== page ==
Dallas Voice (Dallas, Tex.), Vol. 28, No. 13, Ed. 1 Friday, August 12, 2011 Page: 32 of 56
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Fort Worth actor
David Coffee gets
in touch with his
feminine side as
the local debut of
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MARK LOWRY I Special Contributor
From a young age, it was clear to everyone
around David Coffee what he'd be when he
grew up. In second grade in Fort Worth, he had
to perform "some sort of talent" for his music
class,,So he lip-synched all the parts to the entire
The Wizard of Oz soundtrack. Later, when visiting
his grandparents at an old folks' home in Oak
Cliff, he'd act out the TV shows as the residents
watched them on the tube.
He told everyone he wanted to be a doctor. But
his second grade teacher and a double amputee
at the home set him straight: Acting was clearly
the path for him.
Remarkably, the 53-year-old Coffee says that
he's lucky that he's been able to make a living as
an actor, most of it in Fort Worth. Aside from
brief teenage stints as a shoe
salesman at an Arlington depart-
ment store and a mail boy at his
father's business, Coffee has con-
sistently worked onstage, begin-
ning his professional career in
The Wind in the Willcnos at what
was then called Casa Mahana Children's Play-
house, in 1968.
"Since that time, I've either been playing a
show, learning a show or forgetting a show," he
says in his dressing room, where he's playing
Edna Turnblad in Casa's locally-produced pre-
miereof Hairspray, which opens Saturday.
Coffee spent years touring the country in non-
Equity shows in small towns (he's now an
Equity member), 20 years of returning to the
Granbury Opera House, and of course, plenty of
time at Casa. He has starred with such leading
ladies as Cyd Charisse, Betty Buckley and Sandy
Duncan. So far in 2011, his work has included
Touchstone in As You Like It at Fort Worth's Trin-
ity Shakespeare Festival (it was his third year of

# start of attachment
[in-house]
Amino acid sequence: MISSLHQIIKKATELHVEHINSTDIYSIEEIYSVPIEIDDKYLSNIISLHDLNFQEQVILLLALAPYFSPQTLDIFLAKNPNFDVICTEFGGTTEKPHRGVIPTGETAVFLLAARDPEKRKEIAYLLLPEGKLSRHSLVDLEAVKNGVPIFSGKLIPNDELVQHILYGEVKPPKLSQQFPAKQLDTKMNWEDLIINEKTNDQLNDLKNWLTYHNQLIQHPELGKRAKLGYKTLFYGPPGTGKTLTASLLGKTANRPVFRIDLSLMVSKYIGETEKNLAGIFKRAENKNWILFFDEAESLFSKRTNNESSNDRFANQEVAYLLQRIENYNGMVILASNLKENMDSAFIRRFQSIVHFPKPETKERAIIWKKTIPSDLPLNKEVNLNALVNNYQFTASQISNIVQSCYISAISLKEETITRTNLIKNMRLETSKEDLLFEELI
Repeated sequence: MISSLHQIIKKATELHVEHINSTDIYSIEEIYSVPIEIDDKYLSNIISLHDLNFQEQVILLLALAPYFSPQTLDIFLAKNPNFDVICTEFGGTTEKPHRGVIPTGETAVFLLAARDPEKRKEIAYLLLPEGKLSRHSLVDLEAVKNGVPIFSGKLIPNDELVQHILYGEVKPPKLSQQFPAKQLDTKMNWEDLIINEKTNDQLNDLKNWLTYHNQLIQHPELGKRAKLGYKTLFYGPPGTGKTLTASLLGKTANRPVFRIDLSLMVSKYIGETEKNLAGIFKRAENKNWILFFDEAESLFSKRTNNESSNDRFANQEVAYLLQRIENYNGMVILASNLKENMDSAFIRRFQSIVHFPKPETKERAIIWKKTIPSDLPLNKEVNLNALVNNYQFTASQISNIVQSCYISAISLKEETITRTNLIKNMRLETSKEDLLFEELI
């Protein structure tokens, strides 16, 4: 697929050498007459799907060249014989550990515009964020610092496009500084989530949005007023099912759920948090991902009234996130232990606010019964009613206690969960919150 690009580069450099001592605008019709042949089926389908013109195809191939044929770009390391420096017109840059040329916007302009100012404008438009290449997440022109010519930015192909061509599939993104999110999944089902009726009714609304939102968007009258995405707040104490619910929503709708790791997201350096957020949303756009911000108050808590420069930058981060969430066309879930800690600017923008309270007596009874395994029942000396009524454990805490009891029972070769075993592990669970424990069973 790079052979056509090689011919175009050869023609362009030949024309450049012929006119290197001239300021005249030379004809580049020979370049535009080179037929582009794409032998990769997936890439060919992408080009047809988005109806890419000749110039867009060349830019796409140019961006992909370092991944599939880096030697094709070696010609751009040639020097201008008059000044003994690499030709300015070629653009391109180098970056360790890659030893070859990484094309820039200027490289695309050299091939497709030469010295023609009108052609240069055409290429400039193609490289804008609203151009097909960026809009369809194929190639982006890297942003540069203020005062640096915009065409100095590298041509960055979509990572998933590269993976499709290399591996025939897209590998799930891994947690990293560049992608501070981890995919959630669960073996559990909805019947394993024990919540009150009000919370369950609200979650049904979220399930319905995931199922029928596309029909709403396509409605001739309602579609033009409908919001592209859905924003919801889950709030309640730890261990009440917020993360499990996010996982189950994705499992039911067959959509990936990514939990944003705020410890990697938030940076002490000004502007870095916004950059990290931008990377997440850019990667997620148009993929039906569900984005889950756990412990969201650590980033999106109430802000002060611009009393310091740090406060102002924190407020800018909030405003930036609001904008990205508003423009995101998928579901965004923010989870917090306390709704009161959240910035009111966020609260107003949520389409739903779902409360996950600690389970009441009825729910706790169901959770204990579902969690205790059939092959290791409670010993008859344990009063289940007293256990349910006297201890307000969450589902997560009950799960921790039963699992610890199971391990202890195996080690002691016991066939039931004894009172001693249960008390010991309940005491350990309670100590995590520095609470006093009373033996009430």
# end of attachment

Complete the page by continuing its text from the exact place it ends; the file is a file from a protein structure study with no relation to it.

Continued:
making himself a standout as a Shakespeare
clown at TSF); and as Herr Schultz in Dallas The-
ater Center's revival-for-the-ages of Cabaret. In
December, he'll play Ebenezer Scrooge for the
19th time at North Shore Music Theatre in Bev-
But the panties role of Edna — played by Har-
Casa Manana Theatre, 3101 W.
Lancaster Ave., Fort Worth. Aug.
13-21. $40-$65. CasaManana.org
vey FSerstein in 2003 Broadway debut and by Di-
vine in John Waters' 1988 source film — is his-
toric for him: It marks his 75th show at Casa.
It's no wonder he's been able to make it. Char-
acter actors typically get more consistent work,
and Coffee has been playing roles much older
than him since he was a teenager. With a round
face and bald head ringed by brown hair, he re-
sembles the image of the wind, that man in the
clouds blowing in the sky. When he started as
Scrooge at North Shore, he was in his 30s — a
part he says has only changed slightly as he has
"I clicked into him even as a child," Coffee
says. "I never felt an affinity to Tiny Tim as a
child, it was an affinity to Scrooge."
All of the experience goes into Edna, a com-
edy role perfect for an actor who has become
synonymous with comic relief, who knows how
to be hammy without overdoing
the pork. It's the first time the
straight actor has played a
woman, although he understud-
ied the.role at North Shore in
2010. The actor playing Edna gave
the advice to make sure that the
fat suit has a zipper in the vaginal area, so he can
relieve himself without taking off the entire suit.
"I've seen people play it soft and feminine,
and I don't do that," Coffee says about the chal-
lenge of playing Edna. He Sfeems to be in touch
with his inner woman, though: He sat through
the entire interview wearing a pair of pumps
that we've requested for the photo shoot after the
interview. "I don't pull any big bones about it.
The femininity will come through the physical-
ization, but I don't do with it the voice. You just
play what's there and you're OK. You don't ig-
nore the fact that it's a guy in drag, because there
are a couple of places in the show where they
play it up; but other than that, you don't worry
That's just one thing Coffee doesn't have to
worry about, along with having to rely on a day
job like almost every local stage actor. Now that's
some sort of talent. ■
Mark Lowry is a Dallas-based writer and co-
founder and editor of TheaterJones.com, where you
can read the full Q&A with Coffee,
HAIR APPARENT | Playing drag as Edna Turnblad is a first for David Coffee, but that didn't keep him from
wearing pumps during his entire interview. (Photo courtesy Robert Hart Studio)
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Nash, Tammye. Dallas Voice (Dallas, Tex.), Vol. 28, No. 13, Ed. 1 Friday, August 12, 2011, newspaper, August 12, 2011; Dallas, Texas. (digital.library.unt.edu/ark:/67531/metapth239180/m1/32/: accessed April 28, 2017), University of North Texas Libraries, Digital Library, digital.library.unt.edu; crediting UNT Libraries Special Collections.